The Functional Organization Structure is the Most Common
A functional organizational structure is simply one in which there is a fairly strict hierarchy of responsibility. It is often depicted as a pyramid in graphic organizers with the workers/staff members at the bottom of the pyramid and comprising the majority of the company’s employees. Next would come store or branch managers, then supervisors, through however many layers to the president/CEO of the company.
This type of organizational structure tends to work best for companies who offer a solitary product or service. This includes factories and many of the larger retail operations.
With the functional organization structure individual jobs are a focal point with similar jobs being grouped or clustered together to form a department. There may be a sales department, a human resources department, an accounting department, and so on depending on how large the organization actually is. Most of the departments will be overseen by a department head or director.
Some of the benefits to utilizing the functional organizational structure include having a chain of command which is fairly stable and linear. Each level of employee generally knows who they would report any issues to and how to elevate any grievance to the next level.
The actual people usually receive a good deal of support and nurturing to become highly qualified employees of the company. There is often a relatively standardized method for training new employees and clear leadership and guidance along the way to ensure the employees’ needs are being met.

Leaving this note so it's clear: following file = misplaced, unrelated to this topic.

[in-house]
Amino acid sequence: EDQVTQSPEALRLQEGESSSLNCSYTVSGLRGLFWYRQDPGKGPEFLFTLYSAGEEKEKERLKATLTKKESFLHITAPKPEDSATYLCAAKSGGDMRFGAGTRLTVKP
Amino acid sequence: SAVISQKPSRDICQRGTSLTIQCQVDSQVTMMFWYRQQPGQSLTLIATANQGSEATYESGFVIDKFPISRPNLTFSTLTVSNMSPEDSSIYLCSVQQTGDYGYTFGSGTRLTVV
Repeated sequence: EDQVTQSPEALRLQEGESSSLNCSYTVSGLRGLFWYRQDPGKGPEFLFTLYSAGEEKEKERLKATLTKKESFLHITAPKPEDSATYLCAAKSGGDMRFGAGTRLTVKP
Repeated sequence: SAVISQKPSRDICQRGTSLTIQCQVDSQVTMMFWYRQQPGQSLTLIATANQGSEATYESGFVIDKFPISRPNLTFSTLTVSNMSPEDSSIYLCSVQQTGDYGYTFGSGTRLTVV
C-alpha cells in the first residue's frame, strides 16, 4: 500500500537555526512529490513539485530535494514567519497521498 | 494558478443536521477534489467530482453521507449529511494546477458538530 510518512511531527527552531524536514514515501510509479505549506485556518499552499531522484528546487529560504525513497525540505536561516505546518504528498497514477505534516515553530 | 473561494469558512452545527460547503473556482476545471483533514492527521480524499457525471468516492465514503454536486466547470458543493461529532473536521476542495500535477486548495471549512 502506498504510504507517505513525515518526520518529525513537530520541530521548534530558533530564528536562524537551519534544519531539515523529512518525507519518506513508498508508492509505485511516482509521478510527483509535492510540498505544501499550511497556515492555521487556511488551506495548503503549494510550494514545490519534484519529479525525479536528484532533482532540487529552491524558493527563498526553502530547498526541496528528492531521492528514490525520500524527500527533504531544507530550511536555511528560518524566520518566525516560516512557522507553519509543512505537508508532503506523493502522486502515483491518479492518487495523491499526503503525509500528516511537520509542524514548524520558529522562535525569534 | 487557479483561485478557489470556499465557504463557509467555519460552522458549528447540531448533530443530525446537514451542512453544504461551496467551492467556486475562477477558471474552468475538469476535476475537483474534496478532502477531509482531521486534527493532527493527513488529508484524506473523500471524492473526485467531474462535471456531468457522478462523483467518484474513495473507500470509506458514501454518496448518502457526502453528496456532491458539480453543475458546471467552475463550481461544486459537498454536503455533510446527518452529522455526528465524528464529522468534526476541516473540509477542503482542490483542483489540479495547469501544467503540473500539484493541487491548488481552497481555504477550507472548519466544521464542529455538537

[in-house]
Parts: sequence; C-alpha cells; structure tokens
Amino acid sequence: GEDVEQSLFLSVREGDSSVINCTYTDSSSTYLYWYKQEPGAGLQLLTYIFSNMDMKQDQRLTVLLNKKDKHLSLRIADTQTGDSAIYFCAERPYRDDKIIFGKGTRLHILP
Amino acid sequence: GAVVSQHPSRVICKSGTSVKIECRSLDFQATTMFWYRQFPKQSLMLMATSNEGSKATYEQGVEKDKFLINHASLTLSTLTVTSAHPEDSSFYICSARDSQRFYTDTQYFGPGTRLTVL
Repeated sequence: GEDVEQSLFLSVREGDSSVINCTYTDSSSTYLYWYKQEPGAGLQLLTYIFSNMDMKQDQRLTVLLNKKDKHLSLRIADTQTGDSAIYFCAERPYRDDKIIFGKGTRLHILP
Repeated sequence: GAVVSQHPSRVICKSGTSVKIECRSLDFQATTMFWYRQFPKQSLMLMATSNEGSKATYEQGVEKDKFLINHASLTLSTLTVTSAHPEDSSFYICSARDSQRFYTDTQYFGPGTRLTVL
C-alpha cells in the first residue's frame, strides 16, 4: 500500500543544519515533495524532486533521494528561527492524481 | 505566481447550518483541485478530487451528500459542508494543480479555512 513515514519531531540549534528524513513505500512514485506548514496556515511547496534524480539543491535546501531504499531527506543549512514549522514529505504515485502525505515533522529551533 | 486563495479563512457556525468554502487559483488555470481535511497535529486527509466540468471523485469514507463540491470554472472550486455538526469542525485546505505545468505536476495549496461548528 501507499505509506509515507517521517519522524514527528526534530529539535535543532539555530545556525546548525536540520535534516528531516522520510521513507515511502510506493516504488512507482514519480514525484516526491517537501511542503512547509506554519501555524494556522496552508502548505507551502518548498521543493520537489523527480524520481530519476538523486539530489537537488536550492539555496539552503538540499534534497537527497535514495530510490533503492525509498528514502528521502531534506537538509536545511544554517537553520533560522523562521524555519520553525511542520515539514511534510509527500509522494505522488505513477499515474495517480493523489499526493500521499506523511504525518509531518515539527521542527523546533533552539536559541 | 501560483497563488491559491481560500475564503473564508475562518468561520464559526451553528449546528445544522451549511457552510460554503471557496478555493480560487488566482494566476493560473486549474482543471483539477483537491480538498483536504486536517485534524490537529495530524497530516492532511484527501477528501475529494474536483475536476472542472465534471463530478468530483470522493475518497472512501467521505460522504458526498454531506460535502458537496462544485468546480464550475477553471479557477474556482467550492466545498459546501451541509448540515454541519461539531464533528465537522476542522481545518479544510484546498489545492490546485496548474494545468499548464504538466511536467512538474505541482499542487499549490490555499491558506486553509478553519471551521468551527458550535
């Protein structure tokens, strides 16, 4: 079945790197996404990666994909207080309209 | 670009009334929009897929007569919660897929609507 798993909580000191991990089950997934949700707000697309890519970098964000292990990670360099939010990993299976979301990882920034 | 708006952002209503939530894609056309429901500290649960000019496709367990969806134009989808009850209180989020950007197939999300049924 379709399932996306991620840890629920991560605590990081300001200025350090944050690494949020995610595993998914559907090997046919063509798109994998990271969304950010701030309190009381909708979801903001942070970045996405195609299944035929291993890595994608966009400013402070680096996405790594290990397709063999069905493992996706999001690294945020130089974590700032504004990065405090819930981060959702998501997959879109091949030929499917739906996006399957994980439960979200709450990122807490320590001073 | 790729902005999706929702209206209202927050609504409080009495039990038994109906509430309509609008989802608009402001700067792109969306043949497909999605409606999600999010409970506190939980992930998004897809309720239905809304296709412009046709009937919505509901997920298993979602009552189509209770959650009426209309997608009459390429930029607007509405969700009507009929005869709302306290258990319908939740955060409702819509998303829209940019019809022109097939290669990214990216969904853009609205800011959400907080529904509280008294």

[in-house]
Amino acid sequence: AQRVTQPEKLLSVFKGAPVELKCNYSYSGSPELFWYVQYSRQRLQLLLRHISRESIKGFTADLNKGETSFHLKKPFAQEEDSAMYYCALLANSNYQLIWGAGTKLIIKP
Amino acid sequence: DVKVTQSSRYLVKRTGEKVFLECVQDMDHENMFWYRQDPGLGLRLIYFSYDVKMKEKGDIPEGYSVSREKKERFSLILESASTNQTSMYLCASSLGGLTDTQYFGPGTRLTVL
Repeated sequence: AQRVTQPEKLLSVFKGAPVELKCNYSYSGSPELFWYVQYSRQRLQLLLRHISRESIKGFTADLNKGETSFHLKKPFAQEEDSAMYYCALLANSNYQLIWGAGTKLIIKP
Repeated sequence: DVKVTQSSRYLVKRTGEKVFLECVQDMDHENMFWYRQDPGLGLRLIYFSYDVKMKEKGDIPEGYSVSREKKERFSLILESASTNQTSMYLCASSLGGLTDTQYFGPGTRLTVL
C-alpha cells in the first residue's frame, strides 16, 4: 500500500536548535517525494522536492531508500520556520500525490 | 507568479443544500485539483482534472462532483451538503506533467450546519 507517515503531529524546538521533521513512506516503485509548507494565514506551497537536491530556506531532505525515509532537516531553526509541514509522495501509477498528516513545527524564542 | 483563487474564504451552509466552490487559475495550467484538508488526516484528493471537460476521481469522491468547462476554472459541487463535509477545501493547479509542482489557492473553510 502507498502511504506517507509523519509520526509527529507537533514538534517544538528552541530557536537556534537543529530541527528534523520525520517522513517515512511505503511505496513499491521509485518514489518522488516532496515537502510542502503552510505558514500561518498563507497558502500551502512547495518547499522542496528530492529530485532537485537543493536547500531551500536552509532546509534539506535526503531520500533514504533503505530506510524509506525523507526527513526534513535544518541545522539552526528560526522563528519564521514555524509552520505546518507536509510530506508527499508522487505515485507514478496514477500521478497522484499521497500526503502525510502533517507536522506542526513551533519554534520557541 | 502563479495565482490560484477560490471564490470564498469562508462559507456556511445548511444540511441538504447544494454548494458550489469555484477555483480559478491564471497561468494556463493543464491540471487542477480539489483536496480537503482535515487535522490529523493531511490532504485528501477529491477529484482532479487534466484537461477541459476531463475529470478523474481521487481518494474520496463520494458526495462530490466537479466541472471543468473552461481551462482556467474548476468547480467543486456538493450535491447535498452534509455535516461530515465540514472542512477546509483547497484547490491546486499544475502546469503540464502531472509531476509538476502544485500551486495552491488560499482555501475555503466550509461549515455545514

Additionally, the functional organization structure allows for professional similarities among the groups of each department so that should issues arise, there is a built in support system. This also means that more than one person should be able to fulfill the duties of someone else in the same department. This provides the company itself with a broad base of expertise.
A final benefit is that the functional organization structure provides a fairly simple, well-laid out path for advancement of its employees. Each employee has some idea of how they can advance in their job – such as earning more responsibilities, titles, or even changing departments altogether.
Depending on the actual size of the organization there can be a few drawbacks to the functional organizational structure. Communication among departments can be slow and cumbersome because there are so many people to notify and need to participate in discussions. This can also be a deterrent for solving problems because there can be numerous departments that need to be consulted prior to making actual decisions.
Finally, there are times when a specific department can lose track of the bigger picture because its focus has become so narrow as to only include the needs of that particular department. However, most of these obstacles can be overcome through strong leadership at the highest levels of the business.
Because the functional organization structure has been around for so long it is often the most comfortable structure and is certainly the most familiar to the vast majority of the population.
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